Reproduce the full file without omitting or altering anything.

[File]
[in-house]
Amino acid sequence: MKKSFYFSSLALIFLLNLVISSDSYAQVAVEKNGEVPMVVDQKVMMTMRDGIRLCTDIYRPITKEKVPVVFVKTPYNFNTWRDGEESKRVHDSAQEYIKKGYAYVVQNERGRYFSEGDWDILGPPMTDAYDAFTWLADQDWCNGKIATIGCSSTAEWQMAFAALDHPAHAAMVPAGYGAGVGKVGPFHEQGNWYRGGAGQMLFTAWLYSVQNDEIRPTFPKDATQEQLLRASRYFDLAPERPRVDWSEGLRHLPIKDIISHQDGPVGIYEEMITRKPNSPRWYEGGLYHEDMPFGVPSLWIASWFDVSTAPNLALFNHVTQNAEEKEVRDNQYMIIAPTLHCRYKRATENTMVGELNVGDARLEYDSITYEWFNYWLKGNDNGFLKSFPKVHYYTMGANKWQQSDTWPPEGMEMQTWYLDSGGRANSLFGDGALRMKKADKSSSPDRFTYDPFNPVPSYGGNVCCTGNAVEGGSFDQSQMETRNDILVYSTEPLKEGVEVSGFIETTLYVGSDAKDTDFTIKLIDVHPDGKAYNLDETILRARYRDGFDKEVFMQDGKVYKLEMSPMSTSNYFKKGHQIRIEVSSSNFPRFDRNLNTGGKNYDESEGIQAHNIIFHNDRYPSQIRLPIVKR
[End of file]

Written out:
[in-house]
Amino acid sequence: MKKSFYFSSLALIFLLNLVISSDSYAQVAVEKNGEVPMVVDQKVMMTMRDGIRLCTDIYRPITKEKVPVVFVKTPYNFNTWRDGEESKRVHDSAQEYIKKGYAYVVQNERGRYFSEGDWDILGPPMTDAYDAFTWLADQDWCNGKIATIGCSSTAEWQMAFAALDHPAHAAMVPAGYGAGVGKVGPFHEQGNWYRGGAGQMLFTAWLYSVQNDEIRPTFPKDATQEQLLRASRYFDLAPERPRVDWSEGLRHLPIKDIISHQDGPVGIYEEMITRKPNSPRWYEGGLYHEDMPFGVPSLWIASWFDVSTAPNLALFNHVTQNAEEKEVRDNQYMIIAPTLHCRYKRATENTMVGELNVGDARLEYDSITYEWFNYWLKGNDNGFLKSFPKVHYYTMGANKWQQSDTWPPEGMEMQTWYLDSGGRANSLFGDGALRMKKADKSSSPDRFTYDPFNPVPSYGGNVCCTGNAVEGGSFDQSQMETRNDILVYSTEPLKEGVEVSGFIETTLYVGSDAKDTDFTIKLIDVHPDGKAYNLDETILRARYRDGFDKEVFMQDGKVYKLEMSPMSTSNYFKKGHQIRIEVSSSNFPRFDRNLNTGGKNYDESEGIQAHNIIFHNDRYPSQIRLPIVKR